Post-slippage multinucleation renders cytotoxic variation in anti-mitotic drugs that target the microtubules or mitotic spindle

Yanting Zhu, Yuan Zhou, Jue SHI*

*Corresponding author for this work

Research output: Contribution to journalArticlepeer-review

33 Citations (Scopus)

Abstract

One common cancer chemotherapeutic strategy is to perturb cell division with anti-mitotic drugs. Paclitaxel, the classic microtubule-targeting anti-mitotic drug, so far still outperforms the newer, more spindle-specific anti-mitotics in the clinic, but the underlying cellular mechanism is poorly understood. In this study we identified post-slippage multinucleation, which triggered extensive DNA damage and apoptosis after drug-induced mitotic slippage, contributes to the extra cytotoxicity of paclitaxel in comparison to the spindle-targeting drug, Kinesin-5 inhibitor. Based on quantitative single-cell microscopy assays, we showed that attenuation of the degree of post-slippage multinucleation significantly reduced DNA damage and apoptosis in response to paclitaxel, and that post-slippage apoptosis was likely mediated by the p53-dependent DNA damage response pathway. Paclitaxel appeared to act as a double-edge sword, capable of killing proliferating cancer cells both during mitotic arrest and after mitotic slippage by inducing DNA damage. Our results thus suggest that to predict drug response to paclitaxel and anti-mitotics in general, 2 distinct sets of bio-markers, which regulate mitotic and post-slippage cytotoxicity, respectively, may need to be considered. Our findings provide important new insight not only for elucidating the cytotoxic mechanisms of paclitaxel, but also for understanding the variable efficacy of different anti-mitotic chemotherapeutics.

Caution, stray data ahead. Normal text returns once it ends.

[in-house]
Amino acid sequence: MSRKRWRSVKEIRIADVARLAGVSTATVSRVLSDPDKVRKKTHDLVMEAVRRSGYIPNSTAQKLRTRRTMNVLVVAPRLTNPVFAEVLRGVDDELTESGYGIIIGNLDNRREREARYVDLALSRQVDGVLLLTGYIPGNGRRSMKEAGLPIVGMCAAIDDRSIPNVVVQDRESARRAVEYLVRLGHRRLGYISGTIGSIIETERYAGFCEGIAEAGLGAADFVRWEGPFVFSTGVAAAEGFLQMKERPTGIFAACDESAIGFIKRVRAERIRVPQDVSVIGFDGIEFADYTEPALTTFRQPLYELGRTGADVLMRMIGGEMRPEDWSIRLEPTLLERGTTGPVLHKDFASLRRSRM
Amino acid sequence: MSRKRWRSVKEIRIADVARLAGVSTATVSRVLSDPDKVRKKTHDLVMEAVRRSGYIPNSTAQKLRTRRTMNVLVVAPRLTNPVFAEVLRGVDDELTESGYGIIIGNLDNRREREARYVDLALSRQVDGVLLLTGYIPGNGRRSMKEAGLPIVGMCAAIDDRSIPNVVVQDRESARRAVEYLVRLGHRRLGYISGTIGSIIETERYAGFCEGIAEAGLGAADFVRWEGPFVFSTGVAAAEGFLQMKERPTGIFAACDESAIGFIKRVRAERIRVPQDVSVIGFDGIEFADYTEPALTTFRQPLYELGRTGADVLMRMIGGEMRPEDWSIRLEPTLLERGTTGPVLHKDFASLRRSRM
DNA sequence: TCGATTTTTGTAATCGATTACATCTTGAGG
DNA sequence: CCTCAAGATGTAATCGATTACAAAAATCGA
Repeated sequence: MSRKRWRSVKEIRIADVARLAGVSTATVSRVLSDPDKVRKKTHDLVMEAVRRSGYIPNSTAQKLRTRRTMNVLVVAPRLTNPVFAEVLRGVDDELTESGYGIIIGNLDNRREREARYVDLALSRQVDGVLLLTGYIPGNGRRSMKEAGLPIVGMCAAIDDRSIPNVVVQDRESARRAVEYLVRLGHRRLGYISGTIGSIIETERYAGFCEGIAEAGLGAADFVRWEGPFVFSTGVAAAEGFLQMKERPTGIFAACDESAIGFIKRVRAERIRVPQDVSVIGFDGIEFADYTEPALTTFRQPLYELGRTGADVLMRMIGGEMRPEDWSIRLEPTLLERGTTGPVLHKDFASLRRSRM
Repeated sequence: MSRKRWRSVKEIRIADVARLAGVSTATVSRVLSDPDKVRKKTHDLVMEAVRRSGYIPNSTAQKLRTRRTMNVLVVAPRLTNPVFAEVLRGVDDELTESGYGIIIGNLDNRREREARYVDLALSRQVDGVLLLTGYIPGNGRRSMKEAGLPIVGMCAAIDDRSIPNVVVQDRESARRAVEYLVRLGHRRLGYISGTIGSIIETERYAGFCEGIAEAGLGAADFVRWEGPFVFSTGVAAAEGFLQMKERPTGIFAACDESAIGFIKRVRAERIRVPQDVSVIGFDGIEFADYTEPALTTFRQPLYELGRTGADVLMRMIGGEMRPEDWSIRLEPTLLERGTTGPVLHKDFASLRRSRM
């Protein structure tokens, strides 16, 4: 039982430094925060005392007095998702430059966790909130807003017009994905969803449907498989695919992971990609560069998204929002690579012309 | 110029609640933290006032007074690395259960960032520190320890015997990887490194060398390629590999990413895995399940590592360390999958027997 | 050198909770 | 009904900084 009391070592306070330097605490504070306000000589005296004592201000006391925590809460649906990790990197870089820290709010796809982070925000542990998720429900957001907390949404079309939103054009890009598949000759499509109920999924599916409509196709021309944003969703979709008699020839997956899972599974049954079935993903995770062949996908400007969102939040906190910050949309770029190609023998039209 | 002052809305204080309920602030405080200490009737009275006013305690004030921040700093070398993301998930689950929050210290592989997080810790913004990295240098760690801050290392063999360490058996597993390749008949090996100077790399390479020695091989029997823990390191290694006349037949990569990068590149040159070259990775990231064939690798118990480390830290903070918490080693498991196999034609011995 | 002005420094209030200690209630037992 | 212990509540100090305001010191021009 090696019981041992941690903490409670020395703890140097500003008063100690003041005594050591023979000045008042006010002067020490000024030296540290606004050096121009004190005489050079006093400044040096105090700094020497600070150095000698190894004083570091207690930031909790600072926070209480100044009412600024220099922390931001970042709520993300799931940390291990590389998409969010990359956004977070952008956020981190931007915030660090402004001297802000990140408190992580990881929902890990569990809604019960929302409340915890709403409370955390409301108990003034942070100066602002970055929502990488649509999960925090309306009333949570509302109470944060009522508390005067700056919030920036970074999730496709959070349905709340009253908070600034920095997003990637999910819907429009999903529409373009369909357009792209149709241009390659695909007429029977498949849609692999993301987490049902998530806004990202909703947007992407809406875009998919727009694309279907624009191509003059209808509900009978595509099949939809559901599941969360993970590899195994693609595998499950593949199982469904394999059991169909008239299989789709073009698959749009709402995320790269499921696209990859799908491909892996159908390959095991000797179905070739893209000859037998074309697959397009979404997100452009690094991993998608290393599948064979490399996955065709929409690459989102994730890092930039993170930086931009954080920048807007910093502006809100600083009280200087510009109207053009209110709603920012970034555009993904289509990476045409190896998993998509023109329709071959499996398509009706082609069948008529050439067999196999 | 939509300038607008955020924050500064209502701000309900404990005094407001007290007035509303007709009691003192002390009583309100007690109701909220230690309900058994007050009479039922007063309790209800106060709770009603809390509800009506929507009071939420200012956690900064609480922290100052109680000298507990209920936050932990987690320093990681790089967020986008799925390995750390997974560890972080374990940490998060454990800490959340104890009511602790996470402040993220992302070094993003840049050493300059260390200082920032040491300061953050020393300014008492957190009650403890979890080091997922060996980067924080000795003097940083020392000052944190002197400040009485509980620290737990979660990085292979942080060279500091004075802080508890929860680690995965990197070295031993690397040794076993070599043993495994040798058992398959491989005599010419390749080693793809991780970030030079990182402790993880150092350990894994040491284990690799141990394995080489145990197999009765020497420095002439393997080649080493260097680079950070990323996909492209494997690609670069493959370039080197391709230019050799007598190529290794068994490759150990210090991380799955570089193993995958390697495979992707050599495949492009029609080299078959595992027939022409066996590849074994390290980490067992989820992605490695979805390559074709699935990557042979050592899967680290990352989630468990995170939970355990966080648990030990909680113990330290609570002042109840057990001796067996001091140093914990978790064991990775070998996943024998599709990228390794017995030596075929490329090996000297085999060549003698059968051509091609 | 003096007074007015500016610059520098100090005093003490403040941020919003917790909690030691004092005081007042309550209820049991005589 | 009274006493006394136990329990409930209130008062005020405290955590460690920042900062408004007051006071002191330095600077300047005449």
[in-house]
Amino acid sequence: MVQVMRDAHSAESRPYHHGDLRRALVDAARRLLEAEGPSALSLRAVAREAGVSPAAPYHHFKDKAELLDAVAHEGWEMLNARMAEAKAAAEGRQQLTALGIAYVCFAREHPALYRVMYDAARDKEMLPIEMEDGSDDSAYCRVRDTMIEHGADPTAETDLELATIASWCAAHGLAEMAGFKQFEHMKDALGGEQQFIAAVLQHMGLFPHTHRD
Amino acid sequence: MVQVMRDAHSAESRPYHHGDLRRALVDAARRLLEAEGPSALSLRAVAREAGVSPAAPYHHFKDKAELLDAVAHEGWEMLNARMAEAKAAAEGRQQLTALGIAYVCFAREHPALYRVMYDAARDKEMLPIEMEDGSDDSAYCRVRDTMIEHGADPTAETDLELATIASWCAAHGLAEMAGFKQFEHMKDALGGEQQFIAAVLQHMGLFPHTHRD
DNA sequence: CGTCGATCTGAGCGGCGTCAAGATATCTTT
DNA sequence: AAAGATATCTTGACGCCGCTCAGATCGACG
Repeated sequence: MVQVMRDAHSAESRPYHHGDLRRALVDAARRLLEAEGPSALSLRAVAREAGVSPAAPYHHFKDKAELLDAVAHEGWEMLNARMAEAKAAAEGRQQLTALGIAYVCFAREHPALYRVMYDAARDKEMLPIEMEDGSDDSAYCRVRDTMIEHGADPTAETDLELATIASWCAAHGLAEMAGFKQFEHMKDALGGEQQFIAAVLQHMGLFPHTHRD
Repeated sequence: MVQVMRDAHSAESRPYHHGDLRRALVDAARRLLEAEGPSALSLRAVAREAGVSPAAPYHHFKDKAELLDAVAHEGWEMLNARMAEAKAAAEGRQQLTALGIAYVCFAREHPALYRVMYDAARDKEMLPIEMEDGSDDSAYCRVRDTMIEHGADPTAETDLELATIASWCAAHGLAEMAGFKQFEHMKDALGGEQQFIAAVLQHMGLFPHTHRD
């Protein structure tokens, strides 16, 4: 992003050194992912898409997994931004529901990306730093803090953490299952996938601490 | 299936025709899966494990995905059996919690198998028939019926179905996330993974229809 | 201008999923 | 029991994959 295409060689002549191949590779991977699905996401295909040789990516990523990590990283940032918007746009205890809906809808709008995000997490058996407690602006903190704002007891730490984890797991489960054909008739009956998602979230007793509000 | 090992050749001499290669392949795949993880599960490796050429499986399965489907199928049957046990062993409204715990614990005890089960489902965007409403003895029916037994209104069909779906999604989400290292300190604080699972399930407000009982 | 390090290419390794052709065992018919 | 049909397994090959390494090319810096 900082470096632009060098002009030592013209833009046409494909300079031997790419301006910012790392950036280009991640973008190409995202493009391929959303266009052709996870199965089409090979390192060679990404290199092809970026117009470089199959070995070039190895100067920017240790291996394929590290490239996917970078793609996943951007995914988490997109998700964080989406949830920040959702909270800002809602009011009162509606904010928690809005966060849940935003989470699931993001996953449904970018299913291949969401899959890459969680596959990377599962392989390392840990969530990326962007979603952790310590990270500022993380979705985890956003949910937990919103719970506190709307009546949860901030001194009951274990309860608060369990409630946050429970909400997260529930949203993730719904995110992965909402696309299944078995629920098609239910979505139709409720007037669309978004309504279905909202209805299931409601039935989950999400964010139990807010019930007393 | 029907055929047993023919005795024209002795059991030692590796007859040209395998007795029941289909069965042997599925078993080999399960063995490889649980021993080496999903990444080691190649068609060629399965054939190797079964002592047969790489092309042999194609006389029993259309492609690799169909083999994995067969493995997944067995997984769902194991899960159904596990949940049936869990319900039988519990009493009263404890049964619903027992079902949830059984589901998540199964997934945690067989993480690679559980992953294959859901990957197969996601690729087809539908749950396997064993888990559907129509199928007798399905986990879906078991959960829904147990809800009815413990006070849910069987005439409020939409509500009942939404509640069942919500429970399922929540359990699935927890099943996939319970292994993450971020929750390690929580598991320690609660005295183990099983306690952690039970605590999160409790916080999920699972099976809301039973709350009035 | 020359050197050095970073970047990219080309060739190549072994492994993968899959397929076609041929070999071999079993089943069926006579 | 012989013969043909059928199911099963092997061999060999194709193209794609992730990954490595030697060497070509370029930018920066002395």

Original languageEnglish
Pages (from-to)1756-1764
Number of pages9
JournalCell Cycle
Volume13
Issue number11
DOIs
Publication statusPublished - 1 Jun 2014

Scopus Subject Areas

  • Molecular Biology
  • Developmental Biology
  • Cell Biology

User-Defined Keywords

  • Anti-mitotic drug
  • Apoptosis
  • DNA damage
  • Kinesin-5 inhibitor
  • Mitotic arrest
  • Mitotic slippage
  • Multinucleation
  • Paclitaxel

Fingerprint

Dive into the research topics of 'Post-slippage multinucleation renders cytotoxic variation in anti-mitotic drugs that target the microtubules or mitotic spindle'. Together they form a unique fingerprint.

Cite this